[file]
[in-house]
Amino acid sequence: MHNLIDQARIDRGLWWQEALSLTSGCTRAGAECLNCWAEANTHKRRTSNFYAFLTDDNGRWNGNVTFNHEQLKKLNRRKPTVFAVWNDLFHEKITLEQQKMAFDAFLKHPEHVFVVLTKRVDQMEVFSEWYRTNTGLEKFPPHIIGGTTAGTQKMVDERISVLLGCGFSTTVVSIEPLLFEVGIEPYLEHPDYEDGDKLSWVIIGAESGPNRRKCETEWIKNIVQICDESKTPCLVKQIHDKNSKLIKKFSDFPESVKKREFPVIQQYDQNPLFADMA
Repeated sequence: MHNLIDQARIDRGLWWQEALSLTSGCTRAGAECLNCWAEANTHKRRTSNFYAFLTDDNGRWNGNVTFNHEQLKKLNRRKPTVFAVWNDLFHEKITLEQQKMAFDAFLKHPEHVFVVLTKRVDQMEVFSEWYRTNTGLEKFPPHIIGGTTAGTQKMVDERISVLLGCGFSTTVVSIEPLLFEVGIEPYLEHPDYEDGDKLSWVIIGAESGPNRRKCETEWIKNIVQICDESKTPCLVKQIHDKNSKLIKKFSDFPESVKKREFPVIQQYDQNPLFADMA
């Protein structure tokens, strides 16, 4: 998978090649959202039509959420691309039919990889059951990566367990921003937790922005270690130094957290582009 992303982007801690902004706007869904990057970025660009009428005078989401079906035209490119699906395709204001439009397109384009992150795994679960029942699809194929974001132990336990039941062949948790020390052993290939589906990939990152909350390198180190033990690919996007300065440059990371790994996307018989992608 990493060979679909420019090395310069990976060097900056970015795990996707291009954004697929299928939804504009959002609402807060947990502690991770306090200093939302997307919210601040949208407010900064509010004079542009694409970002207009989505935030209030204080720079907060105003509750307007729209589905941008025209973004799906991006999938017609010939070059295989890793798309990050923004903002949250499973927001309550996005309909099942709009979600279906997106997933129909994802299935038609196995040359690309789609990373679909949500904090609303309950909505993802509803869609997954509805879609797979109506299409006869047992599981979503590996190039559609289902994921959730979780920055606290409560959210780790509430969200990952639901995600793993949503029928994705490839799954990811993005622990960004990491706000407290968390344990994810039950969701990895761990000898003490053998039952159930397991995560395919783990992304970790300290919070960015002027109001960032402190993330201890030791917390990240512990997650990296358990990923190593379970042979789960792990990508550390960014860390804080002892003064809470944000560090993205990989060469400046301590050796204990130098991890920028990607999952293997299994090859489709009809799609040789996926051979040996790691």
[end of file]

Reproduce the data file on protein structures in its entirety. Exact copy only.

[in-house]
Amino acid sequence: MHNLIDQARIDRGLWWQEALSLTSGCTRAGAECLNCWAEANTHKRRTSNFYAFLTDDNGRWNGNVTFNHEQLKKLNRRKPTVFAVWNDLFHEKITLEQQKMAFDAFLKHPEHVFVVLTKRVDQMEVFSEWYRTNTGLEKFPPHIIGGTTAGTQKMVDERISVLLGCGFSTTVVSIEPLLFEVGIEPYLEHPDYEDGDKLSWVIIGAESGPNRRKCETEWIKNIVQICDESKTPCLVKQIHDKNSKLIKKFSDFPESVKKREFPVIQQYDQNPLFADMA
Repeated sequence: MHNLIDQARIDRGLWWQEALSLTSGCTRAGAECLNCWAEANTHKRRTSNFYAFLTDDNGRWNGNVTFNHEQLKKLNRRKPTVFAVWNDLFHEKITLEQQKMAFDAFLKHPEHVFVVLTKRVDQMEVFSEWYRTNTGLEKFPPHIIGGTTAGTQKMVDERISVLLGCGFSTTVVSIEPLLFEVGIEPYLEHPDYEDGDKLSWVIIGAESGPNRRKCETEWIKNIVQICDESKTPCLVKQIHDKNSKLIKKFSDFPESVKKREFPVIQQYDQNPLFADMA
């Protein structure tokens, strides 16, 4: 998978090649959202039509959420691309039919990889059951990566367990921003937790922005270690130094957290582009 992303982007801690902004706007869904990057970025660009009428005078989401079906035209490119699906395709204001439009397109384009992150795994679960029942699809194929974001132990336990039941062949948790020390052993290939589906990939990152909350390198180190033990690919996007300065440059990371790994996307018989992608 990493060979679909420019090395310069990976060097900056970015795990996707291009954004697929299928939804504009959002609402807060947990502690991770306090200093939302997307919210601040949208407010900064509010004079542009694409970002207009989505935030209030204080720079907060105003509750307007729209589905941008025209973004799906991006999938017609010939070059295989890793798309990050923004903002949250499973927001309550996005309909099942709009979600279906997106997933129909994802299935038609196995040359690309789609990373679909949500904090609303309950909505993802509803869609997954509805879609797979109506299409006869047992599981979503590996190039559609289902994921959730979780920055606290409560959210780790509430969200990952639901995600793993949503029928994705490839799954990811993005622990960004990491706000407290968390344990994810039950969701990895761990000898003490053998039952159930397991995560395919783990992304970790300290919070960015002027109001960032402190993330201890030791917390990240512990997650990296358990990923190593379970042979789960792990990508550390960014860390804080002892003064809470944000560090993205990989060469400046301590050796204990130098991890920028990607999952293997299994090859489709009809799609040789996926051979040996790691």